when it went into effect on April 1.
MSA is listed as plaintiffs in this law-
suit, we may be able to change the poli-
cy," Rafi said.
Joe Reilly, spokesman for the Student
of Color Coalition, asked foe the new
assembly to examine secret societies on
campus The SCC occupied the Michi-
gan Union tower in protest of the senior
honor society, Michigamua "New Tradi-
tions for a New Millennium."
"Take a strong stand in denouncing
secret societies," Reilly told the assem-
bly. "They're flawed with elitism and
racism and they shouldn't be incorporat-
ed in public institutions."'
After constituents time, Tsutsumi
then told the assembly to be patient as
he and Vice President Jim Secreto
learned all of the rules for the assembly.
"I'm less nervous today, but we have
many things to do Please be patient. I'll
move very slowly." Tsutsumi said.
Tsutsumi, an LSA senior, empha-
sized the significance of teamwork.
"During elections there was competi-
tion between parties, but now it's impor-
tant that we all work together. Parties
don't exist anymore, we all need to work
together," Tsutsumi said. "MSA is too
detached, most students don't know who
we are. I'm going to make another sign
saying who I am so more students will
know where to go to."
Secreto then surprised Tsutsumi with
a new sign to carry around saying "Hi!
Hideki is MSA President Now."
Tsutsumi then gave his recommenda-
tions for other members of the executive

LSA Rep. Siafa Hage was elected to
be the new treasurer for the assembly,
and election director Alok Agrawal, an
Engineering senior, was elected to be
the new Student General Counsel.
"I'm looking forward to working with
the assembly:' Agrawal said. "We want
to be a team-onented executive board"
After Hage and Agrawal were select-
ed, the assembly voted on representa-
tives to be the chairs and vice chairs of
various committees.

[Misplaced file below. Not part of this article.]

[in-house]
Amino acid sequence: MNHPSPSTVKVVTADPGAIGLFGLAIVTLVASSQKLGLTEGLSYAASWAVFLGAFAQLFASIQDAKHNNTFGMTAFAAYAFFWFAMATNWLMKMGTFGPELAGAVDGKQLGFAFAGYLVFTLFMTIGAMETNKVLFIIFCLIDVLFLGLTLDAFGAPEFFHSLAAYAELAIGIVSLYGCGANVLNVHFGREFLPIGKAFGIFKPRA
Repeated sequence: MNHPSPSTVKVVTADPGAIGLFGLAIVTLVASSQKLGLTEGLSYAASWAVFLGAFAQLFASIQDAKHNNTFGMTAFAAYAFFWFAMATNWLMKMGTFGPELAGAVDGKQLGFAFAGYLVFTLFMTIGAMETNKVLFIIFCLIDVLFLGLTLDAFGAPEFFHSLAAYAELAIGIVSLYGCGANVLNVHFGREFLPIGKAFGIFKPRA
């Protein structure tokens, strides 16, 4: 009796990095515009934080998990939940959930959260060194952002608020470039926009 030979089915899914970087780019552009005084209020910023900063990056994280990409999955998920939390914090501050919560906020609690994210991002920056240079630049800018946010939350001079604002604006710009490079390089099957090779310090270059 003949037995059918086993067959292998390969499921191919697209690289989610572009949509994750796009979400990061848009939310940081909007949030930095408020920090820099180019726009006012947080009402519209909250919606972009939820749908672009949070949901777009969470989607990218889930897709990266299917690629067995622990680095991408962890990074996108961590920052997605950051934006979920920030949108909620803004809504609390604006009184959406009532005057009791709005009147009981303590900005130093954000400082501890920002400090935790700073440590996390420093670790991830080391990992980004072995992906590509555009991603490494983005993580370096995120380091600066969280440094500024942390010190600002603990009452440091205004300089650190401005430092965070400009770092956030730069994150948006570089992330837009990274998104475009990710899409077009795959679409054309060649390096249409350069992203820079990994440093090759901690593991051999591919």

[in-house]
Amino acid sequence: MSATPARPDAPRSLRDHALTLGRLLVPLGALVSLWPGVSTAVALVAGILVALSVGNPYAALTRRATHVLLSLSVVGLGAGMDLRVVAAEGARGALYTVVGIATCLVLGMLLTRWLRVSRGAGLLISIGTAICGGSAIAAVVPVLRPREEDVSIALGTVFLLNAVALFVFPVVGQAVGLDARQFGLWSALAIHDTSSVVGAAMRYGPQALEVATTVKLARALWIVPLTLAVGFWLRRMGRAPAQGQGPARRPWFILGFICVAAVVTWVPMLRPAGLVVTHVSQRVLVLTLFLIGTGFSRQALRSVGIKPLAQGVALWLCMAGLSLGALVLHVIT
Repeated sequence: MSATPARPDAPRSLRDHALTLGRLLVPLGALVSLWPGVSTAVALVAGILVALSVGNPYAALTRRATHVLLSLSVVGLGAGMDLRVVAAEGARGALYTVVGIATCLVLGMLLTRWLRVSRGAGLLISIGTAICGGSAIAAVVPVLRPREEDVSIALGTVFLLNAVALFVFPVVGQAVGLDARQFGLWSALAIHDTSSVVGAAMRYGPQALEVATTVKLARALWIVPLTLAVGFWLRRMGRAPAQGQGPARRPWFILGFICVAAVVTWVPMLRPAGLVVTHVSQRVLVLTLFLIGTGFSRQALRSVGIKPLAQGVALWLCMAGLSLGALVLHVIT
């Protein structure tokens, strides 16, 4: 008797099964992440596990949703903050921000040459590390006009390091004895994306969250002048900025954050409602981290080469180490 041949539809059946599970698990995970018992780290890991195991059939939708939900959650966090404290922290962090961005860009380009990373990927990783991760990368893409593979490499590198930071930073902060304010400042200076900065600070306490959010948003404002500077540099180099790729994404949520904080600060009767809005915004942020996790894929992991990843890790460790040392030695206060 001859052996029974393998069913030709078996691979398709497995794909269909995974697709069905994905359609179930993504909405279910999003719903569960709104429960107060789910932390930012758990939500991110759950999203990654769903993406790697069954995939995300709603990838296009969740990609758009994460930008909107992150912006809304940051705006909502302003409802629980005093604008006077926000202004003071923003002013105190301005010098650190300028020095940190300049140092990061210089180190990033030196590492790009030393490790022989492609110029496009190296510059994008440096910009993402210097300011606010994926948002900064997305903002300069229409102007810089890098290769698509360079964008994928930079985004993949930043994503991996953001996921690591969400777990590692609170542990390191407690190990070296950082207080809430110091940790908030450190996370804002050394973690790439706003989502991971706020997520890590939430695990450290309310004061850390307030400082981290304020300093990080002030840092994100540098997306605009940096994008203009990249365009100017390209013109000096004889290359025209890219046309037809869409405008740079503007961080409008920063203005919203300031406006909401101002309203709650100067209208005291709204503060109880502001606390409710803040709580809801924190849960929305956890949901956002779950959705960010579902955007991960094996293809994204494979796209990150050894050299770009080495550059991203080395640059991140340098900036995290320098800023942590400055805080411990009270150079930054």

Hage was voted to be the chairman of
the Budget Priorities Committee, the
committee that allocates money to stu-
dent groups. LSA Rep, Ross Kirschner
was chosen to be the Campus Gover-
nance Committee chairman LSA Rep
Matt Nolan was selected to be the Com-
munications chairman and Rdakham
Rep Jessica ( urtin and I SA Rep .
Rodnlfo Palma- Lulhcn were ,elected to
be Peace and lusrice commisson co-
Curtin then asked the assembly to
pass a resolution calling for MSA to
support the Annual Take Back the Night
March on April 8. The march is held to
support those who have been sexually
assaulted, and bring recognition of the
crime to the community.
"We need to support the fight against
sexism and rape on campus. There is a
whole range of issues that need to be
addressed and it is important that this is
an integrated issue:' Curtin said "Most
men target minority women because of
the power differential and thati, why we
want to get everyone involved'
Nolan, though, wanted to take out a
clause, which mentioned affirmative
action, saying that the assembly should
support the march, but not necessarily
take a stand on affirmative action.
Rep. Kieu-Anh King said affirmative
action affects women also, and should
therefore be a part of the resolution.
"We shouldn't be afraid of talking
about affirmative action. To not do so
would be to deny that affirmative action
has made an impact on women;' King
The assembly voted to pass the reso-
lution, but drop the affirmative action